April 30, 2006 9:24:53 PM

What I like to do is
one partition for installed software
one partition for personal documents

Keep OS and data seperate. Backup OS and data seperately.
I move my mozilla profile, my documents and desktop folders to D:.

So if my OS acts weird, 15 minutes latter I have restored from a backup and yet all my email, bookmarks, personal documents ... is exactly as I left it.

Doesn't have to be on two drives, but if you got em use em.

My preference is for drives with 5 year warranties. It is my opinion that manufactures don't offer to replace a drive for 5 years unless you really expect the vast majority to last at least that long.

Off the drives offering 5 year warranties

The 74/150 Raptor is the fastest, but you pay for that extra performance.
The WD RE drives are the best choice for RAID arrays
The Seagate drives are the best bang for your buck.

Personnaly I use a 74 GB Raptor for my OS and two 400 GB WD RE2's in RAID 1 for storeage. But these drives were the last items on my upgrades wish list.

Usually recommend a Seagate to most people and spend the money saved on other components.

If you do with the Raptor, research it real world effects, so you won't have too high of expectations and get dissapointed. Its fast, but HD speed doesn't matter as much as most people expect.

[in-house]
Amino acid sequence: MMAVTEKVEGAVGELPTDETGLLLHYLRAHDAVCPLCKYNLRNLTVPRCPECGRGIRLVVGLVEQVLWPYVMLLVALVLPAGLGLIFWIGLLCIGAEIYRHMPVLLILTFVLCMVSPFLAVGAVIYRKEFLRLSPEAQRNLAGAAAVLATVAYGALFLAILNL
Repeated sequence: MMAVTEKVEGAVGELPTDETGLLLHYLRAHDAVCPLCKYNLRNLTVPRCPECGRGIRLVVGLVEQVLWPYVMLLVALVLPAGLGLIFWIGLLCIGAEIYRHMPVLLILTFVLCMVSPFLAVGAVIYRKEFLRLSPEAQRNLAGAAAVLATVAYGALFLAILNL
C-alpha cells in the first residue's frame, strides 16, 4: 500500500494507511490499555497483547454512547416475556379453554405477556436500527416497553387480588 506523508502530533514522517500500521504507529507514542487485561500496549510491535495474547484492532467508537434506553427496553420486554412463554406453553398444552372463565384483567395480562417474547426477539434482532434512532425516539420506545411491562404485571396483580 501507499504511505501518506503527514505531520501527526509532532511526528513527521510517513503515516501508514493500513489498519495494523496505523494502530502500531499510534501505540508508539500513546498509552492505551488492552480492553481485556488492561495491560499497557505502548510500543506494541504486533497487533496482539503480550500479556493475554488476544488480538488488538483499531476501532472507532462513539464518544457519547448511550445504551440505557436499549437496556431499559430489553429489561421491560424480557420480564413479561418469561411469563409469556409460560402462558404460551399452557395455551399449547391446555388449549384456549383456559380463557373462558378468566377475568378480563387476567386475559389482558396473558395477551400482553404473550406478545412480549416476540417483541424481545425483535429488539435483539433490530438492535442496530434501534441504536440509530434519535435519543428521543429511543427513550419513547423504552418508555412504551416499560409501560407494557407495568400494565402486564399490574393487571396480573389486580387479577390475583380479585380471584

If you want to do research here are two places to get some performance numbers. (Use both as neither site has benchmarked all the top drives)

http://www23.tomshardware.com/storage.html
http://www.storagereview.com/comparison.html
May 1, 2006 10:35:14 PM

Quote:
What I like to do is
one partition for installed software
one partition for personal documents

Keep OS and data seperate. Backup OS and data seperately.
I move my mozilla profile, my documents and desktop folders to D:.


Me too. Good general plan. Customize to fit!

Quote:
If you do with the Raptor, research it real world effects, so you won't have too high of expectations and get dissapointed. Its fast, but HD speed doesn't matter as much as most people expect.


Well, maybe that's because many people don't spend a large part of their computer time doing reads and writes. As soon as you start doing stuff where the read/write time is a significant part of your work (or play) then you'll find that even trimming 10% off of your wait times is a real advantage. I've seen people dis on RAID in a major way, then begin doing a R/W-intensive activity and next thing you know, they are asking you questions about setting up a RAID. Waiting long periods of time on a repeated basis tends to change one's perspective.
June 30, 2006 7:30:26 PM

think about it this way... right now you can get two 36gig raptors at basically the exact same price as a single 74gig raptor. given that, i can't see why anyone that already has raid on their motherboard *wouldn't* go for a raid setup. plus the smaller raptors are actaully faster to begin with.

so while it's true it won't have an impact on your framerates, you will notice your system *feels* faster in general with raid.
!